Sadly I didn’t felt at all like wearing regency.
And all my old dresses seemed so dull and un-flattering, or overused.

You all know this anguish.

So what to do?

Without any particular plan in mind, I started rumoring around in my stash, hunting for inspiration.
And there I found a sett of purple/white printed bedsheets I got on sale a few months back, thinking I’ll turn them into a 1850s evening gown.  Pretty purple cotton satin
Sadly I realized to late the duvets was white on the backside, and not purple all around like I thought. And therefore not enough fabric for big 1850s skirts.Bummers…
The purple fabric would however, be enough for a small/medium sized dress if carefully cut and using the pillowcase for the bodice.

That’s when inspiration struck.

I would make a late regency/early Biedermeier dress.

Or more precise, the 1825s dress from “Pattern of fashion”, combined with this fashion plate from 1820s

It would be something like this  a quick drawing of my intended design

Time to get to work while inspiration was high. So I drafted a pattern using my regular templates, and since I’d recently run out of drafting paper and of course forgotten to get more, using baking paper for the bodice.Oh, come on, you’d all done it…?

I made a quick mock-up and after some help pinning myself into it, did a fitting.

Adding darts in the front, lowering the neckline a tad, and taking the whole thing in at center back a few cm, was all that was needed.
Then it was time to cut the fabric.

I interlined the bodice (and the sleeves), pinned and stitched the pieces together and added the darts at the front.

Then I stitched rows of gathering stitches on the sleeves and carefully gathered them to the right size.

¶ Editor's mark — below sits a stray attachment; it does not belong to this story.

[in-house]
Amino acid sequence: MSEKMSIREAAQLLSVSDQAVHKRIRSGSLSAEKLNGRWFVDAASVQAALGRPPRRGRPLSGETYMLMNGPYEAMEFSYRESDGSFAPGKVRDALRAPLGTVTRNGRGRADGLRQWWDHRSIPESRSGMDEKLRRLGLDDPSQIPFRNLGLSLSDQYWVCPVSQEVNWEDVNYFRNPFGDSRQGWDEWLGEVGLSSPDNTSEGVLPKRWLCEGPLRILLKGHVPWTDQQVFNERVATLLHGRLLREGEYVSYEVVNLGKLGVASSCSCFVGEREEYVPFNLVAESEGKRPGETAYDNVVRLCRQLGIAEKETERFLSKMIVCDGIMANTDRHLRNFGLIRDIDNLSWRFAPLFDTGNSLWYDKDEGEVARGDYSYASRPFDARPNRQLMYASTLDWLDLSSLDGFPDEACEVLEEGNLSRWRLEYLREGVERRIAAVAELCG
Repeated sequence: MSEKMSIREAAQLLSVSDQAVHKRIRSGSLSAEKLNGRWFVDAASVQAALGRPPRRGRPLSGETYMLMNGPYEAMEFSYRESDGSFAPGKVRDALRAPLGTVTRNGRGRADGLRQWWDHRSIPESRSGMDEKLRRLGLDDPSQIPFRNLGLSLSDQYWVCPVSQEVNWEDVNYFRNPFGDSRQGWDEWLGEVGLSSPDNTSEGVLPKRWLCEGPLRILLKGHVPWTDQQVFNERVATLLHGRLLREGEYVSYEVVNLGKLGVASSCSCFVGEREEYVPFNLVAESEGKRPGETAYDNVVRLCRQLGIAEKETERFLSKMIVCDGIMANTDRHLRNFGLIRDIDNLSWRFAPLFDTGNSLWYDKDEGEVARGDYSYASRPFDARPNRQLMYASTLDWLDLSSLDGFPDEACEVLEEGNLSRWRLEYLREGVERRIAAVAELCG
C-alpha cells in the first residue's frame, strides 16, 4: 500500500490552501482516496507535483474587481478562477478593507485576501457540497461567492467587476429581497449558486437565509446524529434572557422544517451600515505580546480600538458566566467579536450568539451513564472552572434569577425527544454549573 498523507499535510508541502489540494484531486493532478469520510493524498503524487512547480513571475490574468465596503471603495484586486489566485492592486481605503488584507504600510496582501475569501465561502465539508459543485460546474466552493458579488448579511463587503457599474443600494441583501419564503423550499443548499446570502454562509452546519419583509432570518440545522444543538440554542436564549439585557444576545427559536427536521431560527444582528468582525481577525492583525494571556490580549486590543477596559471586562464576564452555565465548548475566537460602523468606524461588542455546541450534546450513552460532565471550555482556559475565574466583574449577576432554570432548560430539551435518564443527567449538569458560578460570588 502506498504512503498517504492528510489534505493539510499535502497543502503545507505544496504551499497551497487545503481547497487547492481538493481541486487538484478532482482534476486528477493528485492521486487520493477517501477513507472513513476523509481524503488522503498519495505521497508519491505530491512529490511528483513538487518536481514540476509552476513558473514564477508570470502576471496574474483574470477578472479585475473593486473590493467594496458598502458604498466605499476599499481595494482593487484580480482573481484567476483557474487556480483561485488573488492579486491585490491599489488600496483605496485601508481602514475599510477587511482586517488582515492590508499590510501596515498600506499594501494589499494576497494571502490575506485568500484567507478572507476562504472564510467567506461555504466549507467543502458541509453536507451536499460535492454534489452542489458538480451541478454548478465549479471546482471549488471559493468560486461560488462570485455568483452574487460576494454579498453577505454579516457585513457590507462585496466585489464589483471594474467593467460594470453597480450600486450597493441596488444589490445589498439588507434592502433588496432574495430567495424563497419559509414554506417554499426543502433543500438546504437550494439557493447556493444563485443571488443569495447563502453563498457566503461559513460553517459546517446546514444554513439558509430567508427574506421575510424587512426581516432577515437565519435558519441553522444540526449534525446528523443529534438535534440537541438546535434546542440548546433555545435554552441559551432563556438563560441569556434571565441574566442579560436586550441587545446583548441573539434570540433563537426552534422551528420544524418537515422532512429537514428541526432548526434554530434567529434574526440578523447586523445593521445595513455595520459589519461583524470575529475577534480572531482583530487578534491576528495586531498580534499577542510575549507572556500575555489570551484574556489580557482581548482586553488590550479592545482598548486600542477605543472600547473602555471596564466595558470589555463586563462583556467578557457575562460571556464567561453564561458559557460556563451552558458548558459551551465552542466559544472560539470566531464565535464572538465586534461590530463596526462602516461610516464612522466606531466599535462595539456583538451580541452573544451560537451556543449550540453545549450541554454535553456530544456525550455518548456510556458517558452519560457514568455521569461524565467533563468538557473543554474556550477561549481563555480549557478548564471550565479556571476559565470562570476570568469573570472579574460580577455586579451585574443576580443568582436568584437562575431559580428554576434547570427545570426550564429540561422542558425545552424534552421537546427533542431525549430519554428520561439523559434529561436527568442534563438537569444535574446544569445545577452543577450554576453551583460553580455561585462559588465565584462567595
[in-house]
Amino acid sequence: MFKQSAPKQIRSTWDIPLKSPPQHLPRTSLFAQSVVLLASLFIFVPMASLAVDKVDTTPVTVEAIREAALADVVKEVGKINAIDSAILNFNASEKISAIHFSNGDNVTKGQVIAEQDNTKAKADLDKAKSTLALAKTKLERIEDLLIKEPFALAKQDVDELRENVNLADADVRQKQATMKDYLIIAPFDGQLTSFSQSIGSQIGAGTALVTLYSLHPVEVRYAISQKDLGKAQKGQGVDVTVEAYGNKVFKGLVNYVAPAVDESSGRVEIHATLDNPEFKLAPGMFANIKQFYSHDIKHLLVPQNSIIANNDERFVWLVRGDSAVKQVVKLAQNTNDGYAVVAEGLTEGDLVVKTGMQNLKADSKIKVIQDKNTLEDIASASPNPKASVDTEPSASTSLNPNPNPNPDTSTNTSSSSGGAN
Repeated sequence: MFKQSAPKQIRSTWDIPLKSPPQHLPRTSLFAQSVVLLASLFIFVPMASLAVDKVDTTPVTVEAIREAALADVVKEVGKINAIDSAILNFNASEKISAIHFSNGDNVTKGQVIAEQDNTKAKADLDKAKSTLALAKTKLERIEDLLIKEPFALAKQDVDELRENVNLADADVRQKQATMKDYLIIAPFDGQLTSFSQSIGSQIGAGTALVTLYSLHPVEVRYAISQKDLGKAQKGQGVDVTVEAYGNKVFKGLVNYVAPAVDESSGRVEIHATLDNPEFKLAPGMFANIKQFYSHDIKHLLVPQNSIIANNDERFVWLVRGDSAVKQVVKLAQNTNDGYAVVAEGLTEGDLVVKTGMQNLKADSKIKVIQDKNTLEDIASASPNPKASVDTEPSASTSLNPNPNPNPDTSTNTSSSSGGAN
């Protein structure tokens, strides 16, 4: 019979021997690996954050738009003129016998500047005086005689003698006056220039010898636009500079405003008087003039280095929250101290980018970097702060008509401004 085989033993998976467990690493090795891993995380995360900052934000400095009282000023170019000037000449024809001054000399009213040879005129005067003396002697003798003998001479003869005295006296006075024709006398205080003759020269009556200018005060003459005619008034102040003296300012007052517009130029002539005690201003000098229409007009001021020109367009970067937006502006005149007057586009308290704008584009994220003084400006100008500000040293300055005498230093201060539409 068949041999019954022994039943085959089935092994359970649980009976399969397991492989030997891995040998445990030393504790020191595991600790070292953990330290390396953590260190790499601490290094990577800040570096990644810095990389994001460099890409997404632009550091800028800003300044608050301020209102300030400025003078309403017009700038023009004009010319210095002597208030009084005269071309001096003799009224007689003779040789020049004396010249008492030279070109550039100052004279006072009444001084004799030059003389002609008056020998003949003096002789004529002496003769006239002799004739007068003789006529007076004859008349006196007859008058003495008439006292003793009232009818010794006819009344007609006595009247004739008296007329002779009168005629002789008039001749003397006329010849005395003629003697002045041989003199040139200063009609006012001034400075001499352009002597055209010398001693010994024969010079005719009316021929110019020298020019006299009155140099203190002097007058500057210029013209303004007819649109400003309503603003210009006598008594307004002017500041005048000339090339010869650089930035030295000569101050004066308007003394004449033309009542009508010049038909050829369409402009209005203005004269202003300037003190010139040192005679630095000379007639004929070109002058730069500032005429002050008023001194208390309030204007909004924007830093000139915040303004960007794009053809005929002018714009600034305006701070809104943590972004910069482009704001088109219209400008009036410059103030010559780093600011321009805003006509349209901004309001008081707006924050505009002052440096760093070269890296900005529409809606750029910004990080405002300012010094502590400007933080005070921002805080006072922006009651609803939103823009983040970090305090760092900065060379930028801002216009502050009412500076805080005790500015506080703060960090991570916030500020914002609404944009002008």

Huge sleeves – here is one done and the other one awaiting gathering.

I pinned one sleeve and a piece of contrast piping to the neckline for the fitting, to get a better idea of how it would look.

The only thing needed changing was to take the darts in a tad,

resting over night on my dressform

Once I was convinced the dress would fit right, I got started on the piping.
Using bias cut strips of the white/purple fabric combined with pieces of a cotton cord from my stash I soon had the 3 m or so I needed for the neckline (and belt). 

I stitched the piping to the bodice, and the pre-made skirt to the bodice, added lining, folded under the edges for closure and hemmed the skirt. 

With a fully functional dress, is was now time to get starting on the decoration.

Since both Waugh’s pattern and several other sources I accounted called for a padded hem, I decided to give it a try.
Cutting strips of corresponding fabric and basting it to cotton bathing, after which I tured the edges under and whip-stitched the ribbons to the bottom of the skirt. Basted strips waiting to be attached.

And lastly I used upp the final scraps of fabric to make a belt, backed with heavy interfacing and edged with contrasting piping.Working on the belt.

And that was that.

The Finished dress:

The Facts:

What: A 1825s Evening gown

Pattern: I drafted my own, using Waugh’s “Cut of women’s clothes” as a guide.

Fabric & notions: 1/2 of a purple cotton beed-sheets and 1 pillowcase (approx. total 2,5 m fabric), 0,5 m cotton for lining and interlining, 14 pair of hooks and eyes for closure, 1 m stiff interfacing for the belt, 0,3 m of white/patterned cotton and cotton wadding for decoration, 4 m cotton string for piping.

How historical accurate: So so, the material and silhuett are good, but the print and construction are all modern.

Time: It was pretty quick so maybe 10-15 hours, over a timespan of 2 weeks.

Cost: Everything came from stash but bought anew maybe 200 Sek (20 Usd)

Final thoughts: This is one of my favorite dresses of all time. It is so fun and beautiful in a crazy way. The color is really pretty and it’s so comfortable and easy to wear. I felt so pretty dancing around in it and got lots of compliments on it.
I will most definitely re-visit this decade sometime soon.

1865s Teal Evening gown (HSM 5/2017) – Photoshoot

The week before the ball my sister came over to do the final fitting and to take some photos.